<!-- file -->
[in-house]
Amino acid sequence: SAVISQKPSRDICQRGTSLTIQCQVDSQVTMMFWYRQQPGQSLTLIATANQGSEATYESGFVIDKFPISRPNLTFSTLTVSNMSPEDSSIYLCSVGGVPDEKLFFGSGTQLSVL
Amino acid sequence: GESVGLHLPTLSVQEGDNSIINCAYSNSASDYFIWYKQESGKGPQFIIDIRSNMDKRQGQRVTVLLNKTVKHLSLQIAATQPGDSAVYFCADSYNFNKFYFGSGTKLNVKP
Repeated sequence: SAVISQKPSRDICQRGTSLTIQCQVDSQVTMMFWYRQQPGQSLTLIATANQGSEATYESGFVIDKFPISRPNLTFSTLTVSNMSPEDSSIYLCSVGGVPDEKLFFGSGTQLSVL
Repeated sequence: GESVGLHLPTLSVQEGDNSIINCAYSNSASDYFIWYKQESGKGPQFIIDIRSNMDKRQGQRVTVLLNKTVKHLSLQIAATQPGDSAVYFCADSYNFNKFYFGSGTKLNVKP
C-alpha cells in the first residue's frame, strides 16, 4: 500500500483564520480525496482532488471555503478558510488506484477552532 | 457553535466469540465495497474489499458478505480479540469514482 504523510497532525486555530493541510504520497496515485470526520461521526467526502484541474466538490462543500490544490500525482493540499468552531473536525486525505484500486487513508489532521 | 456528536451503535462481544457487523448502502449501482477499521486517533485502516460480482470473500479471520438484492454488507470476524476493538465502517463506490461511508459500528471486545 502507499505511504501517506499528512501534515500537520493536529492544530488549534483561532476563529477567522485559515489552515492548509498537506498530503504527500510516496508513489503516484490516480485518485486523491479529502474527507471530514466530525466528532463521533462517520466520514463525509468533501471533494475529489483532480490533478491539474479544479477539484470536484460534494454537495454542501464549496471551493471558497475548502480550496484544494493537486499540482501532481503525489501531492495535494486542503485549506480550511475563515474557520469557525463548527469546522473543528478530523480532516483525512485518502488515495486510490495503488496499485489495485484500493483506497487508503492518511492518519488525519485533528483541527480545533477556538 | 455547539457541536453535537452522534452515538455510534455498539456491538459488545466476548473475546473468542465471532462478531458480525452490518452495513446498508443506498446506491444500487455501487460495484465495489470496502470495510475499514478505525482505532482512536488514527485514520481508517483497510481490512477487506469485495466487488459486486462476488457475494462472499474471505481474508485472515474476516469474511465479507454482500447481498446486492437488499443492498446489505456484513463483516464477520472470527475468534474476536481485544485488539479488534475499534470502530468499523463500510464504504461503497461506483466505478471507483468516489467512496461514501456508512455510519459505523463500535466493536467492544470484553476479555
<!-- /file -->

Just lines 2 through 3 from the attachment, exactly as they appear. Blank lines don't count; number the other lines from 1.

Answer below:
Amino acid sequence: SAVISQKPSRDICQRGTSLTIQCQVDSQVTMMFWYRQQPGQSLTLIATANQGSEATYESGFVIDKFPISRPNLTFSTLTVSNMSPEDSSIYLCSVGGVPDEKLFFGSGTQLSVL
Amino acid sequence: GESVGLHLPTLSVQEGDNSIINCAYSNSASDYFIWYKQESGKGPQFIIDIRSNMDKRQGQRVTVLLNKTVKHLSLQIAATQPGDSAVYFCADSYNFNKFYFGSGTKLNVKP